The showdown: 2014 Chevrolet Camaro Z/28 vs. Nissan GT-R for all the marbles
A video or other embedded content has been hidden. Click here to view it.Imagine, if you will, an email containing a first drive invitation for Chevrolet’s all-new Camaro Z/28. As you continue to thumb through, you notice a challenge of sorts – feel free to bring any competitor of your choice for a comparison. 2014 Chevrolet Camaro Z/28 vs. 2014 Nissan GT-R Track Edition
Time to pick up the phone. Within 30 minutes a 2014 Nissan GT-R Track Edition is secured. Our Z/28 first drive was to be a showdown between American muscle and Japanese finesse. The venue for our battle: the Barber Motorsport Park in Birmingham, Ala. — a track with curves as unpredictable as Sandy Koufax, and more crests than Ben Nevis.
I’d ridden in the passenger seat of a Z/28 test mule last year, and the grip level was astounding. The power from the 505-hp, 7.0-liter LS7 V-8 motor was punchy, and yet civilized. The issue back then was the carbon-ceramic brakes: “It doesn’t stop how I’d like it,” the Chevrolet engineer, who was in the driver’s seat, told me.
Fast-forward a month and it was determined that the Pirelli Trofeo R tires were slipping on the rim. Just 10-degrees, they thought — until they realized that 10 was more like 370. After blasting some abrasive grit to the surface of the rim, the problem was solved.
And so here I was. The finished product sat in an open garage at Barber, flurries of mechanics warming her up. I was summoned to the mandatory — keep the shiny side up, don't bruise our baby — safety briefing.
2014 Chevrolet Camaro Z/28 vs. 2014 Nissan GT-R Track Edition
Ironically, Steve was the name given to the Z/28 back when the idea to revive the iconic moniker was envisaged. Only key individuals within the GM Empire knew Steve was not the engineers’ coffee boy, but actually the most capable Camaro ever.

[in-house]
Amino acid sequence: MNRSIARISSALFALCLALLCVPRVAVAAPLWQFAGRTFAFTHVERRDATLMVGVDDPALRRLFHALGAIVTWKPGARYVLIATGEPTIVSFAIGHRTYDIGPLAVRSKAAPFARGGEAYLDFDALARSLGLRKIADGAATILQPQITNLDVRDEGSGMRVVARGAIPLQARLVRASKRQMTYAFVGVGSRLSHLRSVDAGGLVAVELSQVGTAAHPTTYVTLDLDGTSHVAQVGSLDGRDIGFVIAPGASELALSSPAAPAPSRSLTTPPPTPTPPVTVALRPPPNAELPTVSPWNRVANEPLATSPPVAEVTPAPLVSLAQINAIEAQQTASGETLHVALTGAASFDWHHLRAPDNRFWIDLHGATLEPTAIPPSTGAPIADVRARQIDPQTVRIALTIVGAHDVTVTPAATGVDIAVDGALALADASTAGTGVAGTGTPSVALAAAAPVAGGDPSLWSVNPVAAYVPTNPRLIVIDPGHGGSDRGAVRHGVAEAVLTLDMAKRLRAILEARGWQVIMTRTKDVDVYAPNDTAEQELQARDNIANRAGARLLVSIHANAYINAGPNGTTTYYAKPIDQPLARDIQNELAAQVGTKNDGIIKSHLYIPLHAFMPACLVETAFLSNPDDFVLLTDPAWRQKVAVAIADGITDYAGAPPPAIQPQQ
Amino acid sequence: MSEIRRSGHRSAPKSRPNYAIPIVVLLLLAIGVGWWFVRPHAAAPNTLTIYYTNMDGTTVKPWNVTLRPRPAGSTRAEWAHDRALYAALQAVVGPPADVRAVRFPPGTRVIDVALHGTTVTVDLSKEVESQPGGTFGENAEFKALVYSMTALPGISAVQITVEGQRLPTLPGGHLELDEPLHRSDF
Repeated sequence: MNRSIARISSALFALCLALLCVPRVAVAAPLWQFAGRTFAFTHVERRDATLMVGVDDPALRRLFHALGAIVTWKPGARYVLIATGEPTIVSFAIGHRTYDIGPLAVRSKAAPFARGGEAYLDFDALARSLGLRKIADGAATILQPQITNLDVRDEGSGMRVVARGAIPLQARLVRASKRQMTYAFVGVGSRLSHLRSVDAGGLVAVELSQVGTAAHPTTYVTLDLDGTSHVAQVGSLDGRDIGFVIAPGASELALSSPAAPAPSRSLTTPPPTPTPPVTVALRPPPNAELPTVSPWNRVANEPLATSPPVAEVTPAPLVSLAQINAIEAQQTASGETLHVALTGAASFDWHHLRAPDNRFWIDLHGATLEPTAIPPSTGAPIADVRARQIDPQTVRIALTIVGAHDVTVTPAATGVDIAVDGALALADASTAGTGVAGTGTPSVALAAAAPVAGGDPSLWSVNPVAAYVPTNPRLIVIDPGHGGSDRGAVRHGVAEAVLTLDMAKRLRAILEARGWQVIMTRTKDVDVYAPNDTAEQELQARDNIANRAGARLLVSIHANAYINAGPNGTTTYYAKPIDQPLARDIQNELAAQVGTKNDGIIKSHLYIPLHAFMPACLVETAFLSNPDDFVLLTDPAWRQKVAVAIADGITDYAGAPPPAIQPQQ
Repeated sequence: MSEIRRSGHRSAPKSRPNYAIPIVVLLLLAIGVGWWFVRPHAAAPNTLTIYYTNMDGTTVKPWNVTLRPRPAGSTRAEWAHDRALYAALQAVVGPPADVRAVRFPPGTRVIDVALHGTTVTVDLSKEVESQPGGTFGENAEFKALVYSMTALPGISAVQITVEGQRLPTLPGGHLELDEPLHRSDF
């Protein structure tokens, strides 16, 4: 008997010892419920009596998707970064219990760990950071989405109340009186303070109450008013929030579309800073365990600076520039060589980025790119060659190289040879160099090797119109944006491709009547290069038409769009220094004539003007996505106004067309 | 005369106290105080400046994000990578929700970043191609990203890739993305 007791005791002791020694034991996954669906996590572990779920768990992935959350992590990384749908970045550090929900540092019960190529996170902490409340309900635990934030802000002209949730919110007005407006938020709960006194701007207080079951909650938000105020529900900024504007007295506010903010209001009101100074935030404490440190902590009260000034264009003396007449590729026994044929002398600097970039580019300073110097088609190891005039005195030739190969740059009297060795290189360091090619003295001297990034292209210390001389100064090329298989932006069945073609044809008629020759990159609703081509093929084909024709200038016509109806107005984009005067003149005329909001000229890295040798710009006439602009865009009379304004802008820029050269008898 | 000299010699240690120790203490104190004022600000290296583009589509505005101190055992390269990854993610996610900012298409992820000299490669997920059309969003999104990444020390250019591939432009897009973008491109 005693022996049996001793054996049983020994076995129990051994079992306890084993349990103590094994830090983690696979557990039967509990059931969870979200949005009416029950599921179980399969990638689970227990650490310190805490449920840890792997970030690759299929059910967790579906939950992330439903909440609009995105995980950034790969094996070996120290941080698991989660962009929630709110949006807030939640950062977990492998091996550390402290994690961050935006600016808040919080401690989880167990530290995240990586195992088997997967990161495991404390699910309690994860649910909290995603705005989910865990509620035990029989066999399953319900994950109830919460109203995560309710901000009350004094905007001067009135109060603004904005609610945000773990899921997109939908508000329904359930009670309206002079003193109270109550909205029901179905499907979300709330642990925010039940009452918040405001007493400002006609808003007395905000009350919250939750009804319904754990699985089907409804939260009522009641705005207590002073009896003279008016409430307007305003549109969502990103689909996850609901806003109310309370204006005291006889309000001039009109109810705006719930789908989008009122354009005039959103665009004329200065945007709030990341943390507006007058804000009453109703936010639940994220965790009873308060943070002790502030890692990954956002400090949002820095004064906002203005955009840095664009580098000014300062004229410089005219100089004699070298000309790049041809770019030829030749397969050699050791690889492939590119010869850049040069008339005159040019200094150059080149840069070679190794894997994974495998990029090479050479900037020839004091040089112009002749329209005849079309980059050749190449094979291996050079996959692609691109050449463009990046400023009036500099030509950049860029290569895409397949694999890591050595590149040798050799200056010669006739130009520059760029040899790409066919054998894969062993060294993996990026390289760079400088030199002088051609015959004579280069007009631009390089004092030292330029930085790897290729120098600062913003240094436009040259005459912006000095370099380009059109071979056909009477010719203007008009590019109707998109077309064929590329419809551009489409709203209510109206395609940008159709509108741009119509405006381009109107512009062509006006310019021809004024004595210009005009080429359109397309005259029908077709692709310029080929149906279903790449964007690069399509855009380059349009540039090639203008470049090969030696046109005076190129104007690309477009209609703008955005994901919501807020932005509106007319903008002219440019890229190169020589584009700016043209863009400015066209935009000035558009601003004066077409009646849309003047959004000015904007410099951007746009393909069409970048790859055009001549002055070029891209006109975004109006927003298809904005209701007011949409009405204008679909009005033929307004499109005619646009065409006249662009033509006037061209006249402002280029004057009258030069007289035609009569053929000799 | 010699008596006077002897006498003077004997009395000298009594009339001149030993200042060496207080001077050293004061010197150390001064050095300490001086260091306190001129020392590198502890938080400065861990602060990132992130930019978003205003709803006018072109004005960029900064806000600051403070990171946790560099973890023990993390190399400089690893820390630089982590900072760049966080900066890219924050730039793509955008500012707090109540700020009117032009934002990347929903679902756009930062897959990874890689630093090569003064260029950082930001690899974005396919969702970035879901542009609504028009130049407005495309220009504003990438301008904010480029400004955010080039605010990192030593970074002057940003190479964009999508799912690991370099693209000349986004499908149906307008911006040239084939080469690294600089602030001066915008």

It’s also the most expensive. But, at $75,000, listen to what arrives as standard: Carbon-ceramic Brembo brakes, dampers by Multimatic — the same company that supplies the Red Bull F1 team and the first production application outside of the exclusive Aston Martin One77 — and the aforementioned tires.
Those tires. Originally built for an amateur Porsche racing series in Europe, they’re practically slicks. With less tread than Mini Me, in the dry, they’re stunning. However, when it rains, as it did in the closing moments of the car’s timed Nurburgring run — where it still lapped faster than a Lexus LFA — spare underwear becomes a necessary option. Quick hands, too.
Back to the price. Here’s what you don’t get: Air conditioning (that’s an option – one you should definitely take, despite the roughly 30 lbs. weight penalty), a stereo, a navigation, or sound deadening.
The Z/28, then, is a race car. Only one with a usable trunk, backseats (left because they’re part of the car’s structure, and the weight saved by removing them and adding the necessary rigidity would make any gains negligible), and a license plate.
Why a $116,000 GT-R? Surely a Ford Mustang Boss 302 Laguna Seca is more comparable? Chevrolet has tested the two at its Milford Proving Grounds and claims (and has evidence to back it up) that the Z/28 is more than five seconds faster. Having driven both, I don’t doubt that. And the Shelby GT500? Well, that’s slower than the Boss.